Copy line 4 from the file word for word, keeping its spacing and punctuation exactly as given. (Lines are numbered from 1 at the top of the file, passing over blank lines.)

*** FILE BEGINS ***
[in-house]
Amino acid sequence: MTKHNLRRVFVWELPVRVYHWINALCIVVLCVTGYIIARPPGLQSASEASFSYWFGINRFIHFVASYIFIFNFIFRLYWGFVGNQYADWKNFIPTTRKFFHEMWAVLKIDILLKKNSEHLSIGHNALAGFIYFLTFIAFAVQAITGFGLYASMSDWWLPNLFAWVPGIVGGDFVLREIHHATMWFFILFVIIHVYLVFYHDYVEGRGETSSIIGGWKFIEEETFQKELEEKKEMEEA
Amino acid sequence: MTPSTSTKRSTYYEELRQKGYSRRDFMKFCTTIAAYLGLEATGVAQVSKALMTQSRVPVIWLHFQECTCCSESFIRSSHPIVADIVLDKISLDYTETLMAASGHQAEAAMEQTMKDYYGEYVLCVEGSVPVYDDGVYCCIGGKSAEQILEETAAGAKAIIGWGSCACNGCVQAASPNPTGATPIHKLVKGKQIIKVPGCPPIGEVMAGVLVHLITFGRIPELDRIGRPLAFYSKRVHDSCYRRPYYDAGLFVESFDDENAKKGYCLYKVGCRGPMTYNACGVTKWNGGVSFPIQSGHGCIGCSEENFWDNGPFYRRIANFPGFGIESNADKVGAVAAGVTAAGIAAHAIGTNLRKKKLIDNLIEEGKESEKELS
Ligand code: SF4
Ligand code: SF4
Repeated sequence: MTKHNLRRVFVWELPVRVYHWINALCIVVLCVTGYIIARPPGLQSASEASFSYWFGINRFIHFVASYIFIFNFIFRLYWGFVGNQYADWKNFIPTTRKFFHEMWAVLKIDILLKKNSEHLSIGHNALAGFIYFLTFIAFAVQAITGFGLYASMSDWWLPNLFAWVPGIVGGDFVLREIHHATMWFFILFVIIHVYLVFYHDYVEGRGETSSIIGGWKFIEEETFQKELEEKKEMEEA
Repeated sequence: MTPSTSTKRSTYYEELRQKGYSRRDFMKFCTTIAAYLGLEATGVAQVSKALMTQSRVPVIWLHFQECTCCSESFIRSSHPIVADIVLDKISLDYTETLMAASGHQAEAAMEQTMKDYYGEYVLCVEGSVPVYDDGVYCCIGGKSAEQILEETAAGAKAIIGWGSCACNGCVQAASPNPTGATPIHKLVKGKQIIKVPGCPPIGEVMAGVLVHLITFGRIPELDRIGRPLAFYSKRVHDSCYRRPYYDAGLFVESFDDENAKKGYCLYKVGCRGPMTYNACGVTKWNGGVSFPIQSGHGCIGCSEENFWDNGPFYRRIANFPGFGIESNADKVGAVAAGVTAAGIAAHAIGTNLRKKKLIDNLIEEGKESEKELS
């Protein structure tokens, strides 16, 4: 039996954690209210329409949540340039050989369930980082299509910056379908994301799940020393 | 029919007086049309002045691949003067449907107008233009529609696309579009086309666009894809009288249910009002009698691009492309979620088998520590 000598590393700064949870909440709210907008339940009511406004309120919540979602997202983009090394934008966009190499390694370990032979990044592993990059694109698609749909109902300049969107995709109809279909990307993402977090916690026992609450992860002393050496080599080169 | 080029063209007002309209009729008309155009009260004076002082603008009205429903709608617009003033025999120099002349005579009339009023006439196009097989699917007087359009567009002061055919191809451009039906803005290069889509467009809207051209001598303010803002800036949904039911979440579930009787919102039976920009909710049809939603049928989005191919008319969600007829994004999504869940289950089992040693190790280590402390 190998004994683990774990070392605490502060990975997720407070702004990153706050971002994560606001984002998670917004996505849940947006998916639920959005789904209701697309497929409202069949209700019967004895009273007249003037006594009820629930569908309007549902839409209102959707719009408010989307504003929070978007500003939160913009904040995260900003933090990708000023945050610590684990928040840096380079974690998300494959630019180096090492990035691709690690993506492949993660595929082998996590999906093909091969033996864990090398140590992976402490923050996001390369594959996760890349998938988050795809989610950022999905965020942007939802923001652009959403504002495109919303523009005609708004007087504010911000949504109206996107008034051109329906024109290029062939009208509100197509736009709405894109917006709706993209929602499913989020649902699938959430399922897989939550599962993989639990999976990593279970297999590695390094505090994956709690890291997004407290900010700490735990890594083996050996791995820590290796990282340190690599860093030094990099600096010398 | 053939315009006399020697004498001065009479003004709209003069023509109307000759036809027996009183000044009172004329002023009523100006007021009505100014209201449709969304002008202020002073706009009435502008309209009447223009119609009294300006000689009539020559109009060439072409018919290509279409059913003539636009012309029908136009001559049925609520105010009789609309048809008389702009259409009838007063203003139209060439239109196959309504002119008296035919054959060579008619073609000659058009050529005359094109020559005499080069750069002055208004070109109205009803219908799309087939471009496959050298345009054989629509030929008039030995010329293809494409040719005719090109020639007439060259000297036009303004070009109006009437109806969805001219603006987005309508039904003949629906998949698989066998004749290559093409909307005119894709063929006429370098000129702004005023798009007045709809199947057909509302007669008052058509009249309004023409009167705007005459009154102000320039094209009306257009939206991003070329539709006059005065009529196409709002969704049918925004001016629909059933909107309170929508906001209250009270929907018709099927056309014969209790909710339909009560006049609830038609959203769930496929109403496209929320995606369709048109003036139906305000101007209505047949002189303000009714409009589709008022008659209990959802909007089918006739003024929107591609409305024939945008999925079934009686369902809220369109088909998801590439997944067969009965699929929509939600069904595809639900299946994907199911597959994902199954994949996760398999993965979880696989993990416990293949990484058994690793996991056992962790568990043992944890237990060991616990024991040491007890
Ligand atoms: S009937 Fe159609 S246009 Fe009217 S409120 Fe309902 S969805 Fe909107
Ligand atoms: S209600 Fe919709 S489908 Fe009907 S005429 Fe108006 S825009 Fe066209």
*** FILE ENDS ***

Ligand code: SF4